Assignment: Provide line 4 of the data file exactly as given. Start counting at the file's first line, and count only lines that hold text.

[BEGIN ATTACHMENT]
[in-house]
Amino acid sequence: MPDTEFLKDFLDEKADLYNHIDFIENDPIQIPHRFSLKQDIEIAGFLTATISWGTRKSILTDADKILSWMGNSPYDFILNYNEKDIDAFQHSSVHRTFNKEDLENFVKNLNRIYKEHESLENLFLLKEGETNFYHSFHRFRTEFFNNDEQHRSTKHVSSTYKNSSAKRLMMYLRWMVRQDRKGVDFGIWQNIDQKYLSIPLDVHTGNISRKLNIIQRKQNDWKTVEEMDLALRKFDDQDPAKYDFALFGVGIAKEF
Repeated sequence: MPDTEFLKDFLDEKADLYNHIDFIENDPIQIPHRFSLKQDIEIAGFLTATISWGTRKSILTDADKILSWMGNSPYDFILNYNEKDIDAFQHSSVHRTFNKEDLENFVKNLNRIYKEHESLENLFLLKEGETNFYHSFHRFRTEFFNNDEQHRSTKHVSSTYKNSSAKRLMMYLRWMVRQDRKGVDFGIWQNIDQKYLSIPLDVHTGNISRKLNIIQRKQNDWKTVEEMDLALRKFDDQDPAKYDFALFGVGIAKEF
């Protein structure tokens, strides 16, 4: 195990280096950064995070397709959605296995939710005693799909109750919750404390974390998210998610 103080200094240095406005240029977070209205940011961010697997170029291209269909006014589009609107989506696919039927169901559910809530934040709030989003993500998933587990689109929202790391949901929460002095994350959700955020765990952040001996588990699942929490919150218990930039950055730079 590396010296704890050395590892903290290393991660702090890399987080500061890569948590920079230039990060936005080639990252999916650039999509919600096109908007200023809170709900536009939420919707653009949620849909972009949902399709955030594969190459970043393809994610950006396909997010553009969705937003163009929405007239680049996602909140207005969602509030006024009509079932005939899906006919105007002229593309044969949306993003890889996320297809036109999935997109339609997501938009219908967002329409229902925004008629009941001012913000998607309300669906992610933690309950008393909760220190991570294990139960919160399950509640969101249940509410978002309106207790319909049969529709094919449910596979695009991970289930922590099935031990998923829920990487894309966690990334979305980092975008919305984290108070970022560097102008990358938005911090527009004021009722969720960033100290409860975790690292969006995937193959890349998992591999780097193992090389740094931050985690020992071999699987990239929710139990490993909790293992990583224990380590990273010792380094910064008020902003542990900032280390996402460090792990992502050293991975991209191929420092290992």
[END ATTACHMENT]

């Protein structure tokens, strides 16, 4: 195990280096950064995070397709959605296995939710005693799909109750919750404390974390998210998610 103080200094240095406005240029977070209205940011961010697997170029291209269909006014589009609107989506696919039927169901559910809530934040709030989003993500998933587990689109929202790391949901929460002095994350959700955020765990952040001996588990699942929490919150218990930039950055730079 590396010296704890050395590892903290290393991660702090890399987080500061890569948590920079230039990060936005080639990252999916650039999509919600096109908007200023809170709900536009939420919707653009949620849909972009949902399709955030594969190459970043393809994610950006396909997010553009969705937003163009929405007239680049996602909140207005969602509030006024009509079932005939899906006919105007002229593309044969949306993003890889996320297809036109999935997109339609997501938009219908967002329409229902925004008629009941001012913000998607309300669906992610933690309950008393909760220190991570294990139960919160399950509640969101249940509410978002309106207790319909049969529709094919449910596979695009991970289930922590099935031990998923829920990487894309966690990334979305980092975008919305984290108070970022560097102008990358938005911090527009004021009722969720960033100290409860975790690292969006995937193959890349998992591999780097193992090389740094931050985690020992071999699987990239929710139990490993909790293992990583224990380590990273010792380094910064008020902003542990900032280390996402460090792990992502050293991975991209191929420092290992």